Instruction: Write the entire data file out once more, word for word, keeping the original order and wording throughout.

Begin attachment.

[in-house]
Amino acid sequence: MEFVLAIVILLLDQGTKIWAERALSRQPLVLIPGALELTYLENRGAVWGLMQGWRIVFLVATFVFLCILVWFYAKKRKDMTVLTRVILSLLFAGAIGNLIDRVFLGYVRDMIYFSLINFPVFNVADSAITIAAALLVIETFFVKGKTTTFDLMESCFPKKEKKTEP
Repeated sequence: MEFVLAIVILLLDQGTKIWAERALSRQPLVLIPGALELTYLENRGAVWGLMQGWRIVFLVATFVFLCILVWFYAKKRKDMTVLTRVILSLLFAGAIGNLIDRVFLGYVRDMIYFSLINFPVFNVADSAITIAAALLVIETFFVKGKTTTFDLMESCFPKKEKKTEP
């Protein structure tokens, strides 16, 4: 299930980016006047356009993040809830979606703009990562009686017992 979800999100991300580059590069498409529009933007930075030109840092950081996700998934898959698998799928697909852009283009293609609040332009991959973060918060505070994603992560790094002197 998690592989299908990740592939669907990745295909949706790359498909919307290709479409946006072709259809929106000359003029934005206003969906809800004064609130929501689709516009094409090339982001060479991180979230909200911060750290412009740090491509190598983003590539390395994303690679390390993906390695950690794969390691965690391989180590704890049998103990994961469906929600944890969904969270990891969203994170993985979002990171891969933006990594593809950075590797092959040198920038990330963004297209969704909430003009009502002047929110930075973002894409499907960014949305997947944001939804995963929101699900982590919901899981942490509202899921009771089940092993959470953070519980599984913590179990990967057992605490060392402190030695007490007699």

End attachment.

[in-house]
Amino acid sequence: MEFVLAIVILLLDQGTKIWAERALSRQPLVLIPGALELTYLENRGAVWGLMQGWRIVFLVATFVFLCILVWFYAKKRKDMTVLTRVILSLLFAGAIGNLIDRVFLGYVRDMIYFSLINFPVFNVADSAITIAAALLVIETFFVKGKTTTFDLMESCFPKKEKKTEP
Repeated sequence: MEFVLAIVILLLDQGTKIWAERALSRQPLVLIPGALELTYLENRGAVWGLMQGWRIVFLVATFVFLCILVWFYAKKRKDMTVLTRVILSLLFAGAIGNLIDRVFLGYVRDMIYFSLINFPVFNVADSAITIAAALLVIETFFVKGKTTTFDLMESCFPKKEKKTEP
């Protein structure tokens, strides 16, 4: 299930980016006047356009993040809830979606703009990562009686017992 979800999100991300580059590069498409529009933007930075030109840092950081996700998934898959698998799928697909852009283009293609609040332009991959973060918060505070994603992560790094002197 998690592989299908990740592939669907990745295909949706790359498909919307290709479409946006072709259809929106000359003029934005206003969906809800004064609130929501689709516009094409090339982001060479991180979230909200911060750290412009740090491509190598983003590539390395994303690679390390993906390695950690794969390691965690391989180590704890049998103990994961469906929600944890969904969270990891969203994170993985979002990171891969933006990594593809950075590797092959040198920038990330963004297209969704909430003009009502002047929110930075973002894409499907960014949305997947944001939804995963929101699900982590919901899981942490509202899921009771089940092993959470953070519980599984913590179990990967057992605490060392402190030695007490007699």